The Commonwealth

The Commonwealth is a voluntary association of 53 member states, most of which are former British colonies.

Commonwealth countries are home to nearly 2 billion citizens (about 30% of the world's population) living in four continents and including a range of faiths, races, cultures and traditions. The Commonwealth brings together countries at every stage of economic and social development. It includes 13 of the world’s fastest growing economies and 14 of the poorest.

The principal inter-governmental organisation of the Commonwealth is the Commonwealth Secretariat (ComSec) whose mission is to work as a force for peace, democracy, equality and good governance, to be a catalyst for global consensus building, and a source of assistance for sustainable development and poverty eradication.

Commonwealth heads of government meet every two years. The last meeting was in Trinidad and Tobago in 2009.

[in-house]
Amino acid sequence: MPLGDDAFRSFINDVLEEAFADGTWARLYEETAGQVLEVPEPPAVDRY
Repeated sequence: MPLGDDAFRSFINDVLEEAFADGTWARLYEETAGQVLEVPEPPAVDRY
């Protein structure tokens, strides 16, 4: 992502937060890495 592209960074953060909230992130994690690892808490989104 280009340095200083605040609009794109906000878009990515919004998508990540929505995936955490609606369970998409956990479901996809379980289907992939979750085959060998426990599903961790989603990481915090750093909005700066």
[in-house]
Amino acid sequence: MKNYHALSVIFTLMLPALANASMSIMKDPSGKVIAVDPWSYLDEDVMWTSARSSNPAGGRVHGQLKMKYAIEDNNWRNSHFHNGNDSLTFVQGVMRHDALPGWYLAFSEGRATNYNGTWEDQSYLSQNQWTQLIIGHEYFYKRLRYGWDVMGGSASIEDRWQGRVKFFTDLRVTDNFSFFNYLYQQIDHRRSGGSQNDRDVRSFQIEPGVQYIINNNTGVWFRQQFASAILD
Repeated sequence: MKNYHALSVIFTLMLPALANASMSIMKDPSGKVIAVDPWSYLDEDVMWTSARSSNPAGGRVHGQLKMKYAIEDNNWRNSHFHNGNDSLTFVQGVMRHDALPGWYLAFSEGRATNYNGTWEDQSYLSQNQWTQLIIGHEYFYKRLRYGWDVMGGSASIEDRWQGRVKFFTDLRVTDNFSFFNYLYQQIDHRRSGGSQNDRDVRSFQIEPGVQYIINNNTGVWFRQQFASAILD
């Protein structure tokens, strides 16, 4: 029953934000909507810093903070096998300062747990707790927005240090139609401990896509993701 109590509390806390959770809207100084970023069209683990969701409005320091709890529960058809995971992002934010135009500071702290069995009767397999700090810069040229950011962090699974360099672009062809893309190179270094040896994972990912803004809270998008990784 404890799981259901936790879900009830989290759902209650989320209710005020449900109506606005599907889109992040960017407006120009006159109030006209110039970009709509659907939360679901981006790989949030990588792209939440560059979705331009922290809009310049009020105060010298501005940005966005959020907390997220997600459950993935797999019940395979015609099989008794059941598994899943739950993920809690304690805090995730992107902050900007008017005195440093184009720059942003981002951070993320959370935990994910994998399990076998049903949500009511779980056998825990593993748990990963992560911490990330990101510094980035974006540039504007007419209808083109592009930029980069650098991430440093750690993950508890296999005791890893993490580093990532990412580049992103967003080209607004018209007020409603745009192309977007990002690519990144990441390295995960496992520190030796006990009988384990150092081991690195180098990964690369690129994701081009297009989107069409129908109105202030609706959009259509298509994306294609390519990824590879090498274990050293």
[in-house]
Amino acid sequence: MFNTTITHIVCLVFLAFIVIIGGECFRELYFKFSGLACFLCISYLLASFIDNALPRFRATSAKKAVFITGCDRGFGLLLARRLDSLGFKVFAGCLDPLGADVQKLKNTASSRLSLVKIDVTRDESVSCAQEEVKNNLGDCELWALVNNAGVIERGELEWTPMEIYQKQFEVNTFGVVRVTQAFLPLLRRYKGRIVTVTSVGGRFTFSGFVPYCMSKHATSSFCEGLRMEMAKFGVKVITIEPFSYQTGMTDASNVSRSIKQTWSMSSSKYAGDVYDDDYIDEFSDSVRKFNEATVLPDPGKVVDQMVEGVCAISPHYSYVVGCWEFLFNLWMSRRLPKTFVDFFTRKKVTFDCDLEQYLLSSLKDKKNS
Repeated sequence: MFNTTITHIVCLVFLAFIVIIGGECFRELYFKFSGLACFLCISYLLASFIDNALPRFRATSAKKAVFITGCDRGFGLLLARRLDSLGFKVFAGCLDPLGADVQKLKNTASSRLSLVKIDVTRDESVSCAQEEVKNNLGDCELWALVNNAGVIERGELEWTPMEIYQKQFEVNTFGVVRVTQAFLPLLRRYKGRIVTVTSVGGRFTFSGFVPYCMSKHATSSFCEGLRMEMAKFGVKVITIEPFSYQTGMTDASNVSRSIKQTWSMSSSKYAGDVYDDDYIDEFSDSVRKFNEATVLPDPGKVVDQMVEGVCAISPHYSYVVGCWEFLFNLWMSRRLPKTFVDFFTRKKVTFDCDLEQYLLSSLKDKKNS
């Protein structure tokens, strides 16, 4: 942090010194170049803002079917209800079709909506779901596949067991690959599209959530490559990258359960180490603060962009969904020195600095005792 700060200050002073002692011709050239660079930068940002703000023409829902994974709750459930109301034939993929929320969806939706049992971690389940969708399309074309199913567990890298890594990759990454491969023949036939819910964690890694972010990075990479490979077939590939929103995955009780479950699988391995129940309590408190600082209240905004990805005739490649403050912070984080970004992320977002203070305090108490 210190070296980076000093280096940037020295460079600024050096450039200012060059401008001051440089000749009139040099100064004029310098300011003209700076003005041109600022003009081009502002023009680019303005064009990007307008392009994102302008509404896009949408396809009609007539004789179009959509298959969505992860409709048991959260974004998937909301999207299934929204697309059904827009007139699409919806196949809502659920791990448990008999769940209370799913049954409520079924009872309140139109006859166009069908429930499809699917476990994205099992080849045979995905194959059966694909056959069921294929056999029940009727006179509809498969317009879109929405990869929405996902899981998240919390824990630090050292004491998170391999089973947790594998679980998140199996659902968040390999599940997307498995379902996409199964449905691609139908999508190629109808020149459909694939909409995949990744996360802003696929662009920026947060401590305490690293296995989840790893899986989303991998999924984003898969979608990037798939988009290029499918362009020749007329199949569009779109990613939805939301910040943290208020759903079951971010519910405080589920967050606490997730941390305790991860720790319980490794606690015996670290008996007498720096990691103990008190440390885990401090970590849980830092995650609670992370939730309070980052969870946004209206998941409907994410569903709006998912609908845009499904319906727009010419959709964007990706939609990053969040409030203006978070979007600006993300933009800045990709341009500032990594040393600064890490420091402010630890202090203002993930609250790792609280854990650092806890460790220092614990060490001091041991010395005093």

The UK is the biggest funder of the Commonwealth, providing 30% of its funds. The next biggest donor is Canada, at 19%. The UK supports many Commonwealth countries through:

  • direct bilateral development programmes
  • funding the Commonwealth Secretariat’s development activities
  • funding a number of autonomous Commonwealth bodies.

One of these autonomous bodies is the Commonwealth Fund for Technical Cooperation (CFTC). Established in 1971, the CFTC is the principal means for providing technical assistance to Commonwealth countries. It is a voluntary fund and its members contribute resources according to their ability and draw on them according to their needs. CFTC’s annual budget of around £24 million is supplemented by external resources through strategic partnerships. DFID contributed £8,750,700 to the CFTC in 2009/10.

In addition, DFID funds:

  • Commonwealth Scholarships, £15 million
  • The Commonwealth of Learning, £1.1 million
  • The Commonwealth Youth Programme, £750,000
  • The Commonwealth Foundation, £250,000